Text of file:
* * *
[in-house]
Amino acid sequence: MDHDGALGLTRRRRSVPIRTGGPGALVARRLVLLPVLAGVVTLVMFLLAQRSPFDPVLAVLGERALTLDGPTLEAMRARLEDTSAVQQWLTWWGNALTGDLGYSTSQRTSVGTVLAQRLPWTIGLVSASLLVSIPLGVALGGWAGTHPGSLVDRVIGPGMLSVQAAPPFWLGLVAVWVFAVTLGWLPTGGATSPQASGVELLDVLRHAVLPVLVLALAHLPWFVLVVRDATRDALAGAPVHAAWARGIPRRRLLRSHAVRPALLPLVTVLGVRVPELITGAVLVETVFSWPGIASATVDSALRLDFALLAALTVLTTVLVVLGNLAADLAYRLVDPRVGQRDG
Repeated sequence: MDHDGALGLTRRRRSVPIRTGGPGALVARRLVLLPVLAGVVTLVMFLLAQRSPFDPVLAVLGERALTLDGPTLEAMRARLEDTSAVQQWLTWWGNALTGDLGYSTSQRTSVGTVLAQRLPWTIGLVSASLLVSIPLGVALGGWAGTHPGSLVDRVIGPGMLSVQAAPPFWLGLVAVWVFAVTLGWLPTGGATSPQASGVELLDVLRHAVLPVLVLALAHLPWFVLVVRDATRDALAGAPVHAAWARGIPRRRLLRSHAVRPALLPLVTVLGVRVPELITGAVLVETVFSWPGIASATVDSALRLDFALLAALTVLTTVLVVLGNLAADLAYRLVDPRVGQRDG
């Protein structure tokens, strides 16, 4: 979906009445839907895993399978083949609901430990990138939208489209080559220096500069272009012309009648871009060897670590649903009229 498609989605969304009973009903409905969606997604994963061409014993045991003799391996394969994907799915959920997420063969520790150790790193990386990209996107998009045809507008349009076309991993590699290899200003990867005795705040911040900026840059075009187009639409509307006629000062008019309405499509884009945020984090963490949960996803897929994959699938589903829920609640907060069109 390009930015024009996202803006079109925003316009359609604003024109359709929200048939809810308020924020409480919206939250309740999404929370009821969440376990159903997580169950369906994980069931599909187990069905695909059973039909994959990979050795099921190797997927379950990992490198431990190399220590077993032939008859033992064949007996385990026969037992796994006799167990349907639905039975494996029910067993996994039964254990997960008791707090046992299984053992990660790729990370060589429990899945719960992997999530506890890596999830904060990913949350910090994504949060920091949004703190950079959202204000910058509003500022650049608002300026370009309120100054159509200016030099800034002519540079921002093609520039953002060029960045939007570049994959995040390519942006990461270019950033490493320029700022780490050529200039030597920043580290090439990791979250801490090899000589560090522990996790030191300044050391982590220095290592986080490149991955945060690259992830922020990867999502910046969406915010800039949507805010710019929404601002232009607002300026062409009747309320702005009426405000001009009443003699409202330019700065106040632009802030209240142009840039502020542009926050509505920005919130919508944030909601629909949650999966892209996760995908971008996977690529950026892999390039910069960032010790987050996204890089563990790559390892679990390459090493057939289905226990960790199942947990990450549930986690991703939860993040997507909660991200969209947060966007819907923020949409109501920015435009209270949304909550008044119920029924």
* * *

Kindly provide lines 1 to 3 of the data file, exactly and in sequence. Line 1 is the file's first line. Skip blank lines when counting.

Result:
[in-house]
Amino acid sequence: MDHDGALGLTRRRRSVPIRTGGPGALVARRLVLLPVLAGVVTLVMFLLAQRSPFDPVLAVLGERALTLDGPTLEAMRARLEDTSAVQQWLTWWGNALTGDLGYSTSQRTSVGTVLAQRLPWTIGLVSASLLVSIPLGVALGGWAGTHPGSLVDRVIGPGMLSVQAAPPFWLGLVAVWVFAVTLGWLPTGGATSPQASGVELLDVLRHAVLPVLVLALAHLPWFVLVVRDATRDALAGAPVHAAWARGIPRRRLLRSHAVRPALLPLVTVLGVRVPELITGAVLVETVFSWPGIASATVDSALRLDFALLAALTVLTTVLVVLGNLAADLAYRLVDPRVGQRDG
Repeated sequence: MDHDGALGLTRRRRSVPIRTGGPGALVARRLVLLPVLAGVVTLVMFLLAQRSPFDPVLAVLGERALTLDGPTLEAMRARLEDTSAVQQWLTWWGNALTGDLGYSTSQRTSVGTVLAQRLPWTIGLVSASLLVSIPLGVALGGWAGTHPGSLVDRVIGPGMLSVQAAPPFWLGLVAVWVFAVTLGWLPTGGATSPQASGVELLDVLRHAVLPVLVLALAHLPWFVLVVRDATRDALAGAPVHAAWARGIPRRRLLRSHAVRPALLPLVTVLGVRVPELITGAVLVETVFSWPGIASATVDSALRLDFALLAALTVLTTVLVVLGNLAADLAYRLVDPRVGQRDG